OPINION: Ingenuity vital to success of cities

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Cities around the world are experiencing a transformation from the industrial and manufacturing era that was predominant, to the creation of an ingenious class that will and has been the new economic driver.

 Raw materials such as coal, iron or oil are no longer the sole resources and tools for economic success. What matters today is the ingenious class and its human creativity and knowledge that spurs innovation, new products and entrepreneurial enterprises that are cutting-edge.

 There are two kinds of people within the ingenious class. The first consists of people who think in ingenious terms – research, artists, designers, writers and people who have fresh ideas. The second consists of people who solve problems ingeniously – in fields like, technology, financial services, business management and health care.

 What drives economic growth in cities today is the presence, retention and attraction of the ingenious class.

 There are four Ts that can make a difference and make a city successful; exactly the recipe to attract the ingenious class.

 The first is talent – the ingenious class want to be in a place with other talented and creative people that are skilled so they can work with them and bounce around ideas to develop new projects. Knowledge spillovers are important.

 Technology is another essential T. A city needs to have core technology in place in order to allow ingenious workers to function effectively. It is the infrastructure necessary to fuel an entrepreneurial culture.

 The third T is tolerance which critically affects the ability for residents to mobilize their own creative capacities and accept the diversity of cultures, new ideas and perspectives.

 Finally, the last T is team work or collaboration. A city will not move forward or progress if it does not break down silos. The only way for a city to be sustainable, economically strong and a world class is for all its institutions, organizations and key stakeholders to work together strategically.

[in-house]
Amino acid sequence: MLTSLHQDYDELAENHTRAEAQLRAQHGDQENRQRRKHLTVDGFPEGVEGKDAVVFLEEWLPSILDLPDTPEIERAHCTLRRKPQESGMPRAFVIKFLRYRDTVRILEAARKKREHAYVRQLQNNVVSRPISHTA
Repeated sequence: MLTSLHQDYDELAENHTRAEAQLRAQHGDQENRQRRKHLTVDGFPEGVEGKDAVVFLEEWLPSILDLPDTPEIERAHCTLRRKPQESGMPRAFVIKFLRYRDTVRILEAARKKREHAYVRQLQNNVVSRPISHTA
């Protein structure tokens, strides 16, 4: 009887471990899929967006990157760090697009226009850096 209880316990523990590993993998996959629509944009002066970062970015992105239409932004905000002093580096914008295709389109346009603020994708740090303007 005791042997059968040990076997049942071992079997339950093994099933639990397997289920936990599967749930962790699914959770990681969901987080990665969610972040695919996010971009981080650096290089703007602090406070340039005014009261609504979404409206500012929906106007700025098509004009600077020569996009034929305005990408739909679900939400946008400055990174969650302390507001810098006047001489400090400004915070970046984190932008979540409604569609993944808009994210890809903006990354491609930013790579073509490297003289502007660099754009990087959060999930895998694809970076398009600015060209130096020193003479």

London has had a rich history and many success stories of ingenious individuals who have changed the world and we must continue to create the environment for others to continue our legacy. For example London’s Sir Frederick Banting rose from his sleep in 1920 and wrote down the 25 words that would lead to his discovery of insulin.

 Alan Davenport’s discovery in London has led to the modern practice of wind engineering around the world.  In fact, Western opened the first-of-its-kind Boundary Layer Wind Tunnel Laboratory in 1965, defining the field of wind engineering and testing such structures as the World Trade Center, CN Tower, Confederation Bridge, and tallest man-made structure in the world, Burj Dubai.

 Currently, Chil-Yong Kang has developed the world’s first and only preventative HIV vaccine, which is currently in Phase II of Human Clinical Trials.

Everything from Asprin, to the first human brain MRI, and the world’s first successful combined liver and bowel transplant, in 1988 were discovered and invented in London.

We also have promising technology, insurance, financial services and world-class companies that were founded in London.

The Canadian division of 3M is located in London. Companies such as Trojan Technologies, EK3, Startech and many others were found in London.

The London Life Insurance Company was founded here, as was Imperial Oil (in 1880) and both the Labatt and Carling breweries.

The Libro Financial Group was founded in 1951 in London and is the second largest credit union in Ontario and employs over 550 people. Canada Trust was also founded in London in 1864.

As Jane Jacobs said, clusters of entrepreneurs, creative, innovative and ambitious people increase the city’s productivity and spur economic growth.

Let’s continue to make it happen in London and let’s believe in the potential that lies within this great city.

Amir Farahi
Amir Farahi

Amir Farahi is the Co-Founder & Executive Director of the London Institute. He is an entrepreneur, columnist, public speaker, and is currently specializing in Economics and Political Science at Western University.

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